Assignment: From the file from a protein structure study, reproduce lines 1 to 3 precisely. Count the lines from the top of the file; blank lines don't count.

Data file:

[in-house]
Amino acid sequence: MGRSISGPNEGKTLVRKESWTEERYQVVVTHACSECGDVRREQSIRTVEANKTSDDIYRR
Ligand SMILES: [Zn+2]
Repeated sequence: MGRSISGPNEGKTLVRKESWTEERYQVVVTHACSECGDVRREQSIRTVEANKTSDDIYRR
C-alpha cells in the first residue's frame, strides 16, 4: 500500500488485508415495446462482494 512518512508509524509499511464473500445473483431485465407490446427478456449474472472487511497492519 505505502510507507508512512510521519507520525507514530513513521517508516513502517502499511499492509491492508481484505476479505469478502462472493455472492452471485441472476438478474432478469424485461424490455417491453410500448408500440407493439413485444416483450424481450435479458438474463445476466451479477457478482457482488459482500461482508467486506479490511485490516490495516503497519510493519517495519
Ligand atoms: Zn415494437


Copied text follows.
[in-house]
Amino acid sequence: MGRSISGPNEGKTLVRKESWTEERYQVVVTHACSECGDVRREQSIRTVEANKTSDDIYRR
Ligand SMILES: [Zn+2]